Students come together for 'Rockin Rockies 2: Field Day of Champions'
PLYMOUTH, Ind. - For the second year, students with disabilities from 13 local schools gathered at Plymouth High School for "Rockin Rockies II: Field Day of Champions."
Last year, the annual special needs prom was replaced by an outdoor carnival field day because of COVID restrictions. The students loved it so much, staff said, they brought it back this year instead of the prom.
"This is about community, because when you live with a disability, sometimes it’s harder to build a community," said Tammie Radican, special education teacher at Plymouth High School. "How can we create community for them, an opportunity to build friendships, and to just enjoy themselves in an atmosphere that’s conducive for comfort and for security and in a way that makes sense to them?"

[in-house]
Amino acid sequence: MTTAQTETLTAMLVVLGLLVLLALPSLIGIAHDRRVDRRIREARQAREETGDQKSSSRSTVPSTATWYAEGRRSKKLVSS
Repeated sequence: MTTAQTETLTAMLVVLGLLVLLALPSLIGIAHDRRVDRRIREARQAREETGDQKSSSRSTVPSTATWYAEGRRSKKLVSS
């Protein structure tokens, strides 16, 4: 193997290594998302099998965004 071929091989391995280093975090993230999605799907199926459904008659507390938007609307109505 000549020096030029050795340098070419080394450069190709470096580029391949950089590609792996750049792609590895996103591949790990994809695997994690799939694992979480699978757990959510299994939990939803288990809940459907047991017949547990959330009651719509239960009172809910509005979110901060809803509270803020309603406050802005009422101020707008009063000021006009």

"I tried to bring the fun, that’s what I was trying to do," said Steven Hovermale, wellness teacher at Plymouth High School, "because ultimately, we want to champion these kids."
The event included a dunk tank, arcade and carnival games, a 50-meter dash race, tug-of-war, a dance-off, and so much more.
"If we can support more of these students, getting them involved and making them feel championed and that they are worth every bit that we pour into them, that’s going to be a great thing, so it’s a great day here," Hovermale said.
"It’s so important for our schools and our communities to see and hear and understand our students and our young adults and the people in our communities that live with a disability," Radican said. "We all want the same thing in the end, we want friendship, we want to be involved, we want to be a part."
Radican said there were about 100 students volunteering Friday, but roughly 40 of them are daily volunteers in her special needs classroom.
"I just wanted to get the experience. I’ve always grown up knowing that there’s different people in the world, and that we’re all the same, and we just got to love each other," said one of those students, Plymouth senior Trey Hall. "It’s a joy to me, I love seeing them have fun."
"I think when we understand disabilities, we understand better how we can maybe open up more options," Radican said.